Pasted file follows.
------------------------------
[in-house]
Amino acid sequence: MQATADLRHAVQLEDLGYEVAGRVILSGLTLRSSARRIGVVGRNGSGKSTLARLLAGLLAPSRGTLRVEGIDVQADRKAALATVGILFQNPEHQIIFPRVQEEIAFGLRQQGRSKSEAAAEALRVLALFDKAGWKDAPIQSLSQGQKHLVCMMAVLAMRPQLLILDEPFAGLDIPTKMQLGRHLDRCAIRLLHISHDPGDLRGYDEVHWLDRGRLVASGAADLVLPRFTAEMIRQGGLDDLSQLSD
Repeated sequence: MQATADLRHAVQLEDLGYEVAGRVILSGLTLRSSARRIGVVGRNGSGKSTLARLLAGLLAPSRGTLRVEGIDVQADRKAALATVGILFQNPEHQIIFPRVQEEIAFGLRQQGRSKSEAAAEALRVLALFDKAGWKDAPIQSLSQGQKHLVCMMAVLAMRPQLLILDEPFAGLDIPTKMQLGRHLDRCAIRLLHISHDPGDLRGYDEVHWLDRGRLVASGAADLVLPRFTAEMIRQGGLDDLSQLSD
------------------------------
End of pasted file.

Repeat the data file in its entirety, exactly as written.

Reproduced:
[in-house]
Amino acid sequence: MQATADLRHAVQLEDLGYEVAGRVILSGLTLRSSARRIGVVGRNGSGKSTLARLLAGLLAPSRGTLRVEGIDVQADRKAALATVGILFQNPEHQIIFPRVQEEIAFGLRQQGRSKSEAAAEALRVLALFDKAGWKDAPIQSLSQGQKHLVCMMAVLAMRPQLLILDEPFAGLDIPTKMQLGRHLDRCAIRLLHISHDPGDLRGYDEVHWLDRGRLVASGAADLVLPRFTAEMIRQGGLDDLSQLSD
Repeated sequence: MQATADLRHAVQLEDLGYEVAGRVILSGLTLRSSARRIGVVGRNGSGKSTLARLLAGLLAPSRGTLRVEGIDVQADRKAALATVGILFQNPEHQIIFPRVQEEIAFGLRQQGRSKSEAAAEALRVLALFDKAGWKDAPIQSLSQGQKHLVCMMAVLAMRPQLLILDEPFAGLDIPTKMQLGRHLDRCAIRLLHISHDPGDLRGYDEVHWLDRGRLVASGAADLVLPRFTAEMIRQGGLDDLSQLSD